UN report: “three strikes” Internet laws violate human rights


China’s not the only Internet bad boy; a new UN report (PDF) calls out even developed democracies for slapping restrictions on the Internet.

An official appointed by the United Nations Human Rights Council has released a new report on the state of online free speech around the world. In addition to calling attention to long-standing censorship problems in China, Iran, and other oppressive regimes, the report devotes a surprising amount of attention to speech restrictions in the developed world—and it singles out recently enacted “three strikes” laws in France and the United Kingdom that boot users off the Internet for repeated copyright infringement.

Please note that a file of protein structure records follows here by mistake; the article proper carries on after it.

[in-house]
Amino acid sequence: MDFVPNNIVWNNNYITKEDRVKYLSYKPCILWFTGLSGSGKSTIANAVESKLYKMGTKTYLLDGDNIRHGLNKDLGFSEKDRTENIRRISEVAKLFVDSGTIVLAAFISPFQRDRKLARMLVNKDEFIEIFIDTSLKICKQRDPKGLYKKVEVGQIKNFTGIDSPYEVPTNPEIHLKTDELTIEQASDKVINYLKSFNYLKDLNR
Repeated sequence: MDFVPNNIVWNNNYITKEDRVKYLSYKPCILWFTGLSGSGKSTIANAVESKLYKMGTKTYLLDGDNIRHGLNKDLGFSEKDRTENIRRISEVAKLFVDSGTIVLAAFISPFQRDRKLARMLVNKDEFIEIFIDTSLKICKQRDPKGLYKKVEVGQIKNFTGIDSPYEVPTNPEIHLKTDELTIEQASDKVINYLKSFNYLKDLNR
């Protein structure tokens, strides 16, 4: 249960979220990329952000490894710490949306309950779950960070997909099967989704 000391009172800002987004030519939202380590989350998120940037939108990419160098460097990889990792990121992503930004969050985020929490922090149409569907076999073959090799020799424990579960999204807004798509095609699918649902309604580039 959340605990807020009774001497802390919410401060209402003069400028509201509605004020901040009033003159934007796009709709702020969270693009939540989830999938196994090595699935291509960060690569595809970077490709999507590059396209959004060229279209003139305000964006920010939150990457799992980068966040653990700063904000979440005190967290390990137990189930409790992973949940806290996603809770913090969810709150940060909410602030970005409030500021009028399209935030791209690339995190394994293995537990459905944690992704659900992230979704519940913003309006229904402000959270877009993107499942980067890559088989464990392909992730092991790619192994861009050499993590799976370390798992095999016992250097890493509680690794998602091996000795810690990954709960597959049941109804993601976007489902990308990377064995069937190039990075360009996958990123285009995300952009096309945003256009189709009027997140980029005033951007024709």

Dragging ISPs into the fight

The report was written by Frank La Rue, whose official title is “Special Rapporteur.” He’s an independent investigator appointed by the UN Human Rights Council to study and report on free speech abuses around the world. The report focuses heavily on the growing frequency and sophistication of Internet filtering by governments. La Rue criticizes China for filtering content with words like “democracy” and “human rights” in them, and he condemns countries like Egypt that cripple or shut down their networks during times of political crisis. China is also singled out, along with Vietnam and Iran, for jailing bloggers.

Continue reading this article ‘UN report: “three strikes” Internet laws violate human rights‘ at Global Freedom Technology Firm.

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